Taq DNA polymerases, including HotStarTaq in the QIAGEN Multiplex PCR Master Mix, add an extra A residue to the 3'-end of PCR products. When using the microsatellite cycling protocol, all PCR products should have this additional A residue at the 3' end. However, if larger amounts of PCR product are generated using an increased number of cycles, it may be possible that not all PCR products will have the extra A residue and some n-1 product may be detectable. This may interfere with data analysis, depending on the resolution of the detection system. Decreasing the number of cycles can help to minimize the number of n-1 products.

Multiplex PCR of microsatellite loci is frequently performed using fluorescently labeled primers. Ensure that the fluorescent labels are compatible with the detection system used. Different fluorescent dyes may give differing signal intensities on a particular detection instrument, although comparable amounts of PCR product are generated. We recommend combining fluorescent dyes for multiplex PCR according to the instructions of the detection instrument's manufacturer.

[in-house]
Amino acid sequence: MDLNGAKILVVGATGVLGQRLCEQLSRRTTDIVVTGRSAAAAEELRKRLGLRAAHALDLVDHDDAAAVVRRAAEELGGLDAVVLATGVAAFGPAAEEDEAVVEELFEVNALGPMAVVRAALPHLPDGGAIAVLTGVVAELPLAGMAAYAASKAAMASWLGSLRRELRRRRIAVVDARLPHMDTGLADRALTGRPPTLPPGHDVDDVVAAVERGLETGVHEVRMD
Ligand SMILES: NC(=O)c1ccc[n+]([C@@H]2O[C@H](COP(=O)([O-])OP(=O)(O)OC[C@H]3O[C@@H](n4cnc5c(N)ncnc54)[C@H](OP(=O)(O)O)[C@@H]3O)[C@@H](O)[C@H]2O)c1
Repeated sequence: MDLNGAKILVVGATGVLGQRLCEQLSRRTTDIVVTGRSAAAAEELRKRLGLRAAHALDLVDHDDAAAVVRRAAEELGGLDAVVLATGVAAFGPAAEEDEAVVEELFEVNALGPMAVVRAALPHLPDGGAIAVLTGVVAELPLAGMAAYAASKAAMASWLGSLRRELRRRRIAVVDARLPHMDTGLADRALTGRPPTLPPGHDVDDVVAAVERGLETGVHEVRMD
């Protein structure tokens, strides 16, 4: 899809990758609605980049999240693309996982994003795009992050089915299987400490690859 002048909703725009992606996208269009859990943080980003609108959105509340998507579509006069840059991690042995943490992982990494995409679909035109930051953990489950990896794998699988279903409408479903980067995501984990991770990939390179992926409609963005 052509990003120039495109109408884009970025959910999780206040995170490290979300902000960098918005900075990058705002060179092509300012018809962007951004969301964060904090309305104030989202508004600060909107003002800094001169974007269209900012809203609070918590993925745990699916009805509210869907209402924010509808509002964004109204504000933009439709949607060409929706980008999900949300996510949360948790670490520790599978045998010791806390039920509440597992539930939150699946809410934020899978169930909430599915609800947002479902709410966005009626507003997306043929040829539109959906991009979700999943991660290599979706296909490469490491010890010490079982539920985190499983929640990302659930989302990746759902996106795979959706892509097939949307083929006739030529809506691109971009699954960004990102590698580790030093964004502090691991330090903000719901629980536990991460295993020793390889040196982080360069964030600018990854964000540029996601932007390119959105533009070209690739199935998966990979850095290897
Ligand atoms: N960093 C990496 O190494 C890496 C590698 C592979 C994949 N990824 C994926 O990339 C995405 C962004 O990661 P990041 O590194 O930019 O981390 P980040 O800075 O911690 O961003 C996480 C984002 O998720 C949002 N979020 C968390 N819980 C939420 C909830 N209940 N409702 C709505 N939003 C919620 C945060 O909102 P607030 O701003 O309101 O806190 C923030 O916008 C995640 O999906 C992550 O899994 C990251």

Analysis of microsatellite DNA is usually performed using nanogram amounts of template DNA. However, in some cases only smaller amounts of DNA may be available. The QIAGEN Multiplex PCR Kit is highly suited for performing microsatellite analysis with low amounts (<= 0.1 ng) of genomic DNA. Increasing the annealing time from 90 seconds to 3 minutes can further increase the sensitivity of the reaction, and gives very reliable genotyping results. With such low amounts of template, some alleles may not be detectable due to the fact that not all target loci are present in the reaction. This is caused by stochastic fluctuation.